As time passed by, though, a funny thing started to happen. I’d remember one single experience from that week, divorced from any of the context that I’d initially framed it in and all of the associated anxiety:

Driving fast along the north coastal highway between breathtaking cliffs on one side and a sheer drop leading down to the insanely blue Mediterranean on the other with the windows rolled down

Going for early morning runs through the Old City and out onto the sea walls in Heraklion and Chania

Walking around the Minoan ruins that were the first chapter in my first history book

Sitting in a circle of plastic chairs early in the afternoon outside the hostel in Plakias with a bunch of people I’d just met drinking beer and talking about life as if we’d somehow known each other for years

Going out to eat dinner with a bunch of people from all over the US who, for some reason had ended up there, at that time and learning from their perspectives on the world

Staying up at night playing card games and then drinking games until they turned out the lights at which point we had no choice but to go to the single night club in the whole village until we finally came back and collapsed, pretty much wherever we wanted to

Rallying the next day and going for a five mile hike up the steep river gorge that ran up from near the hostel into the mountains with a guy from England I’d just met, and then randomly meeting two Irish girls halfway up and finishing it with them

Pulling off the road and exploring little Orthodox chapels hidden in the mountains just because I could

Having to actually get out of my car and ask a Cretan for directions, and then the triumph when I finally saw the sea on the north side again after what seemed like days of being lost in the mountains

The moment the people at the rental counter winked at me and declared the scratches on the car had clearly been there before it was in my custody, and refunded my full 1000€ deposit

All those things were good. Some of them were great. As I continue to recall them as individual experiences now, almost two years on, I’ve started to think of those six days I spent in Crete as what they really were: An outstanding success—in terms of the people I met, in terms of the experiences I had, in terms of what I learned about myself. It was great.

And yet, I really was miserable, too. How can both of those things have been true simultaneously? I was plagued with anxiety about so many different things, yet paradoxically, when I reflect back on the individual events while I was so miserable, the miserableness doesn’t detract from them even if it seemed to at the time.

I don’t know the answer to that at all. But it really causes me to think hard about my life now. The week I spent in Crete was possibly an extreme example, but I think there have been few times in my life that I wasn’t plagued by some level of anxiety about something. That didn’t mean those moments weren’t good, or even part of something great. And it’s possible that any moment could be. My goal now is just to recognize those moments when they’re happening and not interpret them all as part of whatever dark narrative my mind is running on repeat this week.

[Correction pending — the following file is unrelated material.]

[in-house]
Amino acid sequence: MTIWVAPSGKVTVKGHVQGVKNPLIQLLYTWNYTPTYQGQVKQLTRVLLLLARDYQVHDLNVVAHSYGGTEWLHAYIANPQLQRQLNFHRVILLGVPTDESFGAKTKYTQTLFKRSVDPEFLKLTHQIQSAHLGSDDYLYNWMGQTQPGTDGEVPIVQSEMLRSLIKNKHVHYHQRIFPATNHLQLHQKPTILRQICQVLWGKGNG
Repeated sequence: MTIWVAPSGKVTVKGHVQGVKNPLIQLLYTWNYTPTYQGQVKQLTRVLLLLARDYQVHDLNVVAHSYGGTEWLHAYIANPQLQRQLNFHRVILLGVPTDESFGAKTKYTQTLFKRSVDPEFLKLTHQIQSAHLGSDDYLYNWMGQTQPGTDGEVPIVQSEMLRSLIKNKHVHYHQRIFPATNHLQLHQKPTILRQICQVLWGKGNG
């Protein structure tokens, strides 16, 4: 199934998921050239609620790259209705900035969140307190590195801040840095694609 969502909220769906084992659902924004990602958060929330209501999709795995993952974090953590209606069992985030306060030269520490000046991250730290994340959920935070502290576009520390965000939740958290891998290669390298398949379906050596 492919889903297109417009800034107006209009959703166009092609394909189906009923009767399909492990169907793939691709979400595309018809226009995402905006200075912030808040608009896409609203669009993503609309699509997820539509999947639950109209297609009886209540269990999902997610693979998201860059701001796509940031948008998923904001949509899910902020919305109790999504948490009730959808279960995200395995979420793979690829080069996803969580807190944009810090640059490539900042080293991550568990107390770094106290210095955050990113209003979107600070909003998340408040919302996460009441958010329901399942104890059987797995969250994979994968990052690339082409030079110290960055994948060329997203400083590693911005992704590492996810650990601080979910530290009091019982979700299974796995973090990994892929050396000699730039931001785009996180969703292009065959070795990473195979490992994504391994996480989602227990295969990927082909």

Of course, that may be impossible. It may also not matter, so long as I see correctly in hindsight. But my hope is that I can get better at seeing the moment for what it is.  



Thursday, April 13, 2017

The hero I never believed in

I once heard in a communication class that the test of a truly educated mind was to be able to hold two opposing ideas at once without losing the ability to function. Much later, in trying to look up the origin of the quote, I read that it was actually a common misquotation of something different that someone said. But I now forget who that someone was, as well as what that someone really said. Part of that might be because I prefer to believe the misquotation.

I think I once heard in a literature class that internal conflict is what makes characters interesting. I like that one too.

In intro to psychology I can remember learning about "cognitive dissonance," which—if I remember rightly—is really the same as the above two ideas. Only where the rhetors and writers see it as a mark of education and character, respectively; psychologists see it as a form of neurosis. I don't like the psychological perspective as much.

That's because I sometimes think I'm the most internally conflicted and cognitively dissonant person to have existed outside the pages of a Dostoevsky novel. Except when I disagree with that appraisal of the situation.

In all seriousness, though. There have been few times in the past decade that I haven't awakened every other morning and been absolutely horrified at where I was and what I was doing. And yet, the other set of consecutive odd mornings, I wake up and pursue those things with a grim sense of inevitability only attributable to my staunchly Calvinist upbringing.

I've had thoroughly thought-through objections to very much of what I believe since I was 12 or 13—many of which I've never been able to fully reconcile. But while most people I know had no trouble either changing their beliefs—or at least not acting on them—I've never been able to do anything but follow them to their rational ends (often thoroughly objecting the whole way, naturally).

This has sometimes been to the horror of authority figures in my life who—I later realized—only invited foreign missionaries to my youth groups because they thought it would help give me a reasonably global perspective of Christianity; only made me read stacks of books about the evils of casual sex because they wanted me to make reasonably conservative relationship choices and only made me listen to countless hours of conservative talk radio because they thought it would make me reasonably involved in politics. Well, as it turns out, the joke was on them. Despite having strong objections to very much of it, I proceeded to pursue all of it to its linear conclusion with an abandon that surprised all parties involved.   

You see, I have this amazing tendency of becoming the hero I never really believed in—and in some cases even disdained. And usually my opinion of him doesn't change much for the better when I become him.

So, you see, I'm conflicted.

I hope that makes me interesting. I would like if it makes me educated. But it probably just makes me crazy.